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Thailand: Laddaland – 2011

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Unrated (equal to R rating for graphic violence & imagery) – 1hr 53min
Directed by Sophon Sakdaphisit
Starring Saharat Sangkapreecha, Piyathida Woramusik, Sutatta Udomsilp

In this paranormal chiller, a family moves into an upscale neighborhood – the father eager to put forward the image offinancial success. With a hefty mortgage to pay and a fractured relationship between the parents and their teenage daughter, life in the seemingly peaceful upper-class subdivision isn’t what Dad had hoped for, as the house next door is the scene of a gruesome murder-suicide, intensifying tensions within their own household. Things boil over when visions of their slaughtered neighbors begin to appear. Despite the Southeast Asian setting, this film touches upon a lot of themes that Western audiences can certainly appreciate, as it plays like a variation of The Amityville Horror but for the post-Great Recession era.

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On the Radar – Possum

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With this first installment of On the Radar, I’m taking a look at the British creeper Possum, the debut feature from Matthew Holness, a comedian who is apparently notable in the UK, but I’m admittedly unfamiliar with. While I can’t speak for his comedic talent, he certainly appears to have quite the dark streak. Possum is the story of a children’s puppeteer who returns to the home of his abusive stepfather carrying with him a satchel containing a horrific creation, the puppet Possum, that appears to be taking on a life of its own. Shot on 35mm film, Holness is apparently going for an authentic 70s/80s aesthetic for his unorthodox creature feature and, as 2014’s The Babadook featured a sinister take on children’s pop-up books, is invoking the innocent nature of both nursery rhymes and children’s puppets to corrupt for the viewer’s discomfort. “Can you spy him deep within? Little Possum. Black as sin.” The title character’s little rhyme sounds about as charming as he looks on the poster. Currently with a 7.2 rating on IMDb and an 83% on Rotten Tomatoes, Possum is promising to be quite the squirm-inducing experience. According to those who have already seen it, it is of the ‘slowburn’ variety, and while I wouldn’t mind if horror had a little more fun these days, that seems to be the defining quality of this era in the genre.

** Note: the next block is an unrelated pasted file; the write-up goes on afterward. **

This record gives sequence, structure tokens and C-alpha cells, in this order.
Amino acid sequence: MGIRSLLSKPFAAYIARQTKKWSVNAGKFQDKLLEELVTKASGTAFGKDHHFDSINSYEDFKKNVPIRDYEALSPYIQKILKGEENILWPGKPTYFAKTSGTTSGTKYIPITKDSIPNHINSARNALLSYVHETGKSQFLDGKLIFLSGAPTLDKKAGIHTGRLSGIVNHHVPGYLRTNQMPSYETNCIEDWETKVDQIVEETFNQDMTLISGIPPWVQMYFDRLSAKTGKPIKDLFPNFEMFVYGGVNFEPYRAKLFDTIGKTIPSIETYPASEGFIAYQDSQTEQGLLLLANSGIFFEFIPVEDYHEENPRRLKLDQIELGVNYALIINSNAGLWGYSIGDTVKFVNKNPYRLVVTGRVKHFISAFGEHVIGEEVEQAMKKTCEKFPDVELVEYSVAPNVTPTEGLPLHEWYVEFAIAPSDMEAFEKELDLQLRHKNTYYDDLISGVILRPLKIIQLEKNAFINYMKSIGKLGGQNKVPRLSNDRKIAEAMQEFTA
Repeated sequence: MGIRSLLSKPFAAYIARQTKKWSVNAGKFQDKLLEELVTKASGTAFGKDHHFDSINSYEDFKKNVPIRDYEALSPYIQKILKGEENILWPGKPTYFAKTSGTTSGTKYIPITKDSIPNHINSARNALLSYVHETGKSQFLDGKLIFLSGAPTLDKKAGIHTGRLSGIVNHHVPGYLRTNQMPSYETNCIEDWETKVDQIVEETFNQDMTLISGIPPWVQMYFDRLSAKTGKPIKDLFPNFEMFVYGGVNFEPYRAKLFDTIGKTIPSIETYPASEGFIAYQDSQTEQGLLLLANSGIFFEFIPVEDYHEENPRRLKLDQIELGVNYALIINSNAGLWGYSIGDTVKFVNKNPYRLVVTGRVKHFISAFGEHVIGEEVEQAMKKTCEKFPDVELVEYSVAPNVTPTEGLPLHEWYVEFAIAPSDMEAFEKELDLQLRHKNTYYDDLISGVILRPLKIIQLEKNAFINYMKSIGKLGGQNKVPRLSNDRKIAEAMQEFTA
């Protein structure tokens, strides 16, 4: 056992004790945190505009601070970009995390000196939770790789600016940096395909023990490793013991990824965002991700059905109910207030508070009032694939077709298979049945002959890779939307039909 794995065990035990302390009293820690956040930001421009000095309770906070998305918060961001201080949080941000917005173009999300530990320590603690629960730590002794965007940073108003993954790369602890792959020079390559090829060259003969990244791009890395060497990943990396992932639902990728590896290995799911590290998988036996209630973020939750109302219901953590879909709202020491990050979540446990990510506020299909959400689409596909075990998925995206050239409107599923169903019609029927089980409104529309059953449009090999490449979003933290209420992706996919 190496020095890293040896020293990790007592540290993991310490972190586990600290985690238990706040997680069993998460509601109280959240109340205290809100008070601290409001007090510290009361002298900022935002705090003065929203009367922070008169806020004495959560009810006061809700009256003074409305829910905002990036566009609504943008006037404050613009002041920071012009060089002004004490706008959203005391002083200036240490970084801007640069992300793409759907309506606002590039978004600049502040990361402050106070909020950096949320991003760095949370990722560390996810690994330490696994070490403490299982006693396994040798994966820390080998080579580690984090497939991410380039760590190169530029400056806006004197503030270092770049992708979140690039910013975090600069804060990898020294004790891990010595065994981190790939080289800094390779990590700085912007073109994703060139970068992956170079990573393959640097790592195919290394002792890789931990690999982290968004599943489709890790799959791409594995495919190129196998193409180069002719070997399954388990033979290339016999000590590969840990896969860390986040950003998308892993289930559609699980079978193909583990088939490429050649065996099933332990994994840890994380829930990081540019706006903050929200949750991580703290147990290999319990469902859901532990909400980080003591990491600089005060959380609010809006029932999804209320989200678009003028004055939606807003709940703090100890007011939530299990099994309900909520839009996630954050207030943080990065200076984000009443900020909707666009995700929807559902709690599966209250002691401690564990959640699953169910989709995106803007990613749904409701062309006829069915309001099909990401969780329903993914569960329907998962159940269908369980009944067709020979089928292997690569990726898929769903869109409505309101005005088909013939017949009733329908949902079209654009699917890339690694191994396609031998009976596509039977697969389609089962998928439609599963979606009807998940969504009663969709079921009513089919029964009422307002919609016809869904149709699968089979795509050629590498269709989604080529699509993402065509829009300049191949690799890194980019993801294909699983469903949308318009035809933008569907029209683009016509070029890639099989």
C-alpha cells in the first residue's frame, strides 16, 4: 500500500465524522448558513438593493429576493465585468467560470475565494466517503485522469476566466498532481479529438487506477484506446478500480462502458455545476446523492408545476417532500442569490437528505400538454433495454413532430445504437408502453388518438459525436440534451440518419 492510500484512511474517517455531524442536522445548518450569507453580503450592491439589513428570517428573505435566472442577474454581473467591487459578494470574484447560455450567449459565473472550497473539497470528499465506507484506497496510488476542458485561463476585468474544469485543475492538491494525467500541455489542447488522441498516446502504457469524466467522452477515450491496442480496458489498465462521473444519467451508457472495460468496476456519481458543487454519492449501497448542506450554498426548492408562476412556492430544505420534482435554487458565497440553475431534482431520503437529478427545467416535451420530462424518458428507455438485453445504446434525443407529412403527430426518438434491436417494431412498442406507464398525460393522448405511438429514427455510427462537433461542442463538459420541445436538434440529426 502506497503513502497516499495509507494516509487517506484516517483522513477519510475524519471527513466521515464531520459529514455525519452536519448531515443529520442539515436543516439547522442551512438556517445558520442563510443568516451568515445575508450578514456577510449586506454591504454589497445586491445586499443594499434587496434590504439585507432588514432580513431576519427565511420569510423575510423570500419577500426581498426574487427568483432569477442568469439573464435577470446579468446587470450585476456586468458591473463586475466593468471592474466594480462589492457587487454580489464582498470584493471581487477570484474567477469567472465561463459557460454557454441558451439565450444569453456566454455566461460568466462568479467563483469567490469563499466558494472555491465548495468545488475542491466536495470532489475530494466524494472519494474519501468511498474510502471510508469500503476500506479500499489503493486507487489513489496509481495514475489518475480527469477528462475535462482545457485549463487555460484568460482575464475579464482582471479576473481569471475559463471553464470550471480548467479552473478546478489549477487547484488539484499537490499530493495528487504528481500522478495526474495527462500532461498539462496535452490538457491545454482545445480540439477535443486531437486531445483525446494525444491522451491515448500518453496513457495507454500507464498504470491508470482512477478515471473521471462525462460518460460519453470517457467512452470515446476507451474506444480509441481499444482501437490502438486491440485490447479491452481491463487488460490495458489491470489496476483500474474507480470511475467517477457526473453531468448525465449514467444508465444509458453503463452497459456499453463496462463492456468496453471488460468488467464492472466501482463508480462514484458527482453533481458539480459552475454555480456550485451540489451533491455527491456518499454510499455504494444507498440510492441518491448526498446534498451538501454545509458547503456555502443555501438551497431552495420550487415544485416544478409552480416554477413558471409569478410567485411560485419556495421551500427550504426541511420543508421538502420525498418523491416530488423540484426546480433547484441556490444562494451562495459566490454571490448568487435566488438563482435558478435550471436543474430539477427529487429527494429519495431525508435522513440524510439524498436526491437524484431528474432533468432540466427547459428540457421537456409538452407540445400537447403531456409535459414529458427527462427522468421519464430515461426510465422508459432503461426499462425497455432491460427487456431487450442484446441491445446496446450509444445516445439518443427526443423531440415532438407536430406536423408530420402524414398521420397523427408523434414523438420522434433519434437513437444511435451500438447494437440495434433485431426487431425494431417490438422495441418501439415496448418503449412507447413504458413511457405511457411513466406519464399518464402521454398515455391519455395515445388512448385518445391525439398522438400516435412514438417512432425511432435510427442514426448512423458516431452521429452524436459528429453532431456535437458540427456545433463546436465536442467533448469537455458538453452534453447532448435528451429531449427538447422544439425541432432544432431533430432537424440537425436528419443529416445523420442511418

Here’s a sample of what some of the critics have had to say:

“Supremely disturbing…possibly the scariest puppet ever committed to celluloid.”

    – Matthew Turner, Nerdly

“Part of its slow burn terror is just how dangerously unpredictable the whole thing feels.”

    – Josh Slater-Williams, SciFiNow

“[Possum] strikes the nerve between wanting to cry and wanting to scream. 10/10.

    – Katie Driscoll, Starburst

“Matthew Holness taps into psychological horror greatness with a cerebral picture that will lay eggs in your brain.”

    -Daniel Kurland, Den of Geek

Those are some bold reviews for this movie thus far, and it is coming to theaters in the UK on Oct. 26th and to VOD in the States on Nov. 2nd. I’ll be posting a review of my own shortly thereafter, and while I have some reservations that this might be insufferably pretentious horror exclusively for the arthouse crowd (I’ve gotten burned like that before), I have some high hopes for this eerie-looking flick.

Check out the trailer here:


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Halloween (2018)

Released Oct. 19, 2018
Rated R – 1hr 46min
Directed by David Gordon Green
Starring Jamie Lee Curtis, Judy Greer, Andi Matichak